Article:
The two sons of ousted President Hosni Mubarak have an estimated $340 million (£215m) in Swiss bank accounts, a senior Egyptian Justice Ministry official said today.
Assem al-Gohary said Swiss authorities are investigating whether one of the sons, Alaa, was involved in money laundering along with other ex-regime figures. At home, Mubarak and his sons have been charged with corruption and all three are under arrest. Mubarak is also charged with complicity in the killing of about 850 protesters during the Jan. 25-Feb. 11 Egyptian uprising.
Rumors circulated during the uprising Mubarak and his sons amassed tens of billions of dollars in corrupt practices, helping drive the anger that brought him down.
Switzerland has already frozen the assets of the Mubarak family and other ex-Egyptian regime figures, which al-Gohary estimated at nearly $450 million. He added that most of those assets belong to the sons.
Egypt's attorney general froze the assets of the former presidential family on Feb. 20, in the aftermath of 18-day uprising that ousted Mubarak.
Mubarak's youngest son and one-time heir apparent Gamal, 47, rose rapidly through the ranks of his father's ruling National Democratic Party over the past decade to become the country's most powerful politician.
He was surrounded by mega-rich businessmen who sought political careers to promote their business interests.
The wealth of 49-year-old Alaa has been the subject of much speculation well before the political rise of his younger brother. There are allegations that he used his status to muscle in on profitable enterprises, taking a cut of profits without contributing to the funds invested or work done.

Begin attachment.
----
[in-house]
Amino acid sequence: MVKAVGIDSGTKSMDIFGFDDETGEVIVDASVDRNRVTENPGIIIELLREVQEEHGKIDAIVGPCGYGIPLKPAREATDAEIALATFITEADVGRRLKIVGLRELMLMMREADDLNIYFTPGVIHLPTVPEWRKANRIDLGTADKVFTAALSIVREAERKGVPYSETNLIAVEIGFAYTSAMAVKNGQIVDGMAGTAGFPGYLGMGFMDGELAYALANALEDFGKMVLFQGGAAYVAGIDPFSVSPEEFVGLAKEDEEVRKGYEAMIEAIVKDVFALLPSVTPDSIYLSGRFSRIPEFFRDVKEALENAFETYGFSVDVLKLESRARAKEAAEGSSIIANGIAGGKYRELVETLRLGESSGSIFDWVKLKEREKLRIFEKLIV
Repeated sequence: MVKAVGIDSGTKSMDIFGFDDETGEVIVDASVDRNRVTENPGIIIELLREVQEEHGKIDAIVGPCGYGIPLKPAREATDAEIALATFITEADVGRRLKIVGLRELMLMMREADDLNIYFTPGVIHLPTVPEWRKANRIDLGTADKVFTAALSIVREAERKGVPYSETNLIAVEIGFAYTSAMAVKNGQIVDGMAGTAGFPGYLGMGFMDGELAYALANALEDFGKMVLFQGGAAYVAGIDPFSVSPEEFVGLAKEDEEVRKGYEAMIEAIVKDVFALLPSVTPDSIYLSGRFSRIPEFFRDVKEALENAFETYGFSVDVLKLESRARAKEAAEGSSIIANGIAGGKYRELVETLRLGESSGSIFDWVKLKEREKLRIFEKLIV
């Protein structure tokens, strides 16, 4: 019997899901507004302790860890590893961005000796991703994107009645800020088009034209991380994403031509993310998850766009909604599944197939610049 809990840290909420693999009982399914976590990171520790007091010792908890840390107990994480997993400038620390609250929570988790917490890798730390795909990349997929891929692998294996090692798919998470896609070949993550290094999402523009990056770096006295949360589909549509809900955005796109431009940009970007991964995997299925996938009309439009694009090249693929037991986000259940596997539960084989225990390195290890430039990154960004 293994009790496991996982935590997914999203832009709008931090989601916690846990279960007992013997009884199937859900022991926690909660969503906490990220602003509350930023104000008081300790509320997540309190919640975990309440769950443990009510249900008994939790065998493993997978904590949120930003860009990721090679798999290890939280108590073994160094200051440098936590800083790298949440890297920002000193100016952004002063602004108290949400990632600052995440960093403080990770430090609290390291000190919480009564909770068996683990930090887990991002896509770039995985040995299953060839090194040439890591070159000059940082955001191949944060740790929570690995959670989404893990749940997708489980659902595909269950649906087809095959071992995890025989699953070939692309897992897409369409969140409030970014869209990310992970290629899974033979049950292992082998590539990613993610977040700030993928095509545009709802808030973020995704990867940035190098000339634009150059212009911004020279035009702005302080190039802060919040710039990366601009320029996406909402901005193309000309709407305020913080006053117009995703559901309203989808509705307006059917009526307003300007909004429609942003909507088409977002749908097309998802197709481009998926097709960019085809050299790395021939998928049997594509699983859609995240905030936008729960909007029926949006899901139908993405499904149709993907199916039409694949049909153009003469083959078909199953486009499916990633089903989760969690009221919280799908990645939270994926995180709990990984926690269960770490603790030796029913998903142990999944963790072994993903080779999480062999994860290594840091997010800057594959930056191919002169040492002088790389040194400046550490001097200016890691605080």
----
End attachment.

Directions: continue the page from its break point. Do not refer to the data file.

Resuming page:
Al-Gohary also said that the wealth of Mubarak's top associate, tycoon Hussein Salem, and his family exceeded $4 billion. He added that Salem and his family have transferred funds overseas in the past six months.
"They transferred assets into cash and deposited it in secret accounts in banks in islands overseas, Hong Kong, and United Arab Emirates," al-Gohary said in a statement.
The 77-year-old Salem is co-defendant in the Mubarak corruption trial and faces charges in relation to lucrative land and other deals, including exporting gas to Israel. He is also under arrest.
Mubarak and his sons are accused of accepting five villas worth nearly $7 million in Sharm el-Sheikh from a co-defendant Hussein Salem; in return, Mubarak used his influence with the governor of South Sinai, where Sharm el-Sheikh is located, to ensure Salem could buy prime real estate in the town at a vastly reduced price to build a resort complex.
Salem along with his son were arrested in a wealthy Madrid suburb in June and Spain said it has frozen €33 million in accounts held by Salem and his relatives.
Upon his arrest, Salem, one of the most secretive businessmen in Egypt, appeared before two judges: one handling the Spanish money laundering probe and another dealing with the international warrant under which Salem was arrested at the request of Egypt.